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Saturday, March 25, 2023
How to Choose a Wireless Air Purifier for Your Home?

How to Choose a Wireless Air Purifier for Your Home?

Posted in: Home & Family
Mon, Oct 10, 22, 09:46, 6 Months ago
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As air purifier become a important device in our smart house, it is necessaire to know the tips to choose a smart wifi air purifier.

Air purifiers have become increasingly affordable and popular over the past few years; and more and more people, being aware of their health benefits, are using them to prevent allergies and even kill bacteria and viruses. In this buying guide, we’ve highlighted some of the most popular models on the market and explained features such as HEPA filter, CADR coverage, PM2.5 particle sensors and more to look out for when shopping. The purchase of a new connected air purifier.

Why choose a smart wireless air purifier rather than an ordinary purifier?

Air purifiers are devices that are not needed 24 hours a day for most people, and some may even only need them for short periods during certain months of the year. In this case, it may be worth buying a connected air purifier.

Equipped with sensors and capable of being controlled by a mobile app, a smart wireless air purifier can be set to operate only when pollutant levels are unsafe or when there are people in the home or room, allowing to save energy.

What about Air purifier compatibility with Alexa, HomeKit or Google Assistant?

Another characteristic of wifi air purifier is their compatibility with connected home ecosystems and voice assistants. Depending on the model, the device can be integrated into defined programs, activate filtering before sleep when the light goes down, turn it off in the morning when the curtains go up, etc.

One thing to expect in the future is compatibility with the (soon to be ratified) Matter home automation standard, which promises to simplify control and integration between devices. Apple, Amazon, Google, Oppo, Samsung, Ikea, Signify, Tuya and other heavyweights who are among Project Matter supporters. The standard is expected to be launched in 2022.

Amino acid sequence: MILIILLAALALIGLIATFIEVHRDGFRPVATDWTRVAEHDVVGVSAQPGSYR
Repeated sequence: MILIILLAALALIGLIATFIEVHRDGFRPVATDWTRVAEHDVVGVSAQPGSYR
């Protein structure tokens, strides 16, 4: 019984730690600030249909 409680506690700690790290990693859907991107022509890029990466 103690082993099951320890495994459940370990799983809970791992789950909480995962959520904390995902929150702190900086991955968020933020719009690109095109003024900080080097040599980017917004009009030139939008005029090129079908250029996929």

Another thing that many smart air purifiers offer is an accompanying app that can be used to remotely control, monitor air quality, adjust fan speed and noise, and also set reminders for buying new filters.

The filtering capabilities of your purifier. HEPA, activated carbon, ionic, or UV: Which type of filter for your air purifier?

Hepa filter

HEPA filter is a type of air filter capable of removing at least 99.95% of dust particles, bacteria, pollen, mold, and other airborne particles with a diameter between 0.3 and 10 micrometers (µm).

Sometimes manufacturers indicate an additional figure, called the efficiency index. In general, HEPA filters are classified as H13 or H14 in the European Union, with the latter defining filters capable of retaining more than 99.995% of particles in this size range.

Other companies advertise their products using terms like “HEPA like/type/style” or “99% HEPA”, but that’s essentially a meaningless classification for filters that don’t. Do not meet HEPA requirements or, at best, have not been properly tested.

Activated carbon

Besides removing particles from the air we breathe, some filters also promise to remove odors and gases. To do this, an activated carbon filter can be used, capable of eliminating VOCs, odors and gases, such as NO2.

Also called carbon filters, they are made using a porous material and work through a process called adsorption — in which the pollutant sticks to the carbon molecules, but is not absorbed.


Ionizing filters work by charging particles in the room to make them easier to attract and capture by the filter or knock them to the ground. While it can help remove smoke particles, for example, this device releases ozone as a byproduct, which, depending on the level produced, can cause lung irritation.

UV Light

Some air purifiers also incorporate UV light to destroy pollutants. Also called ultraviolet germicidal irradiation (UVGI), this function tries to destroy biological materials, such as bacteria, molds and viruses, by damaging their cellular structure or their protein envelope, and even by inactivating certain viruses.


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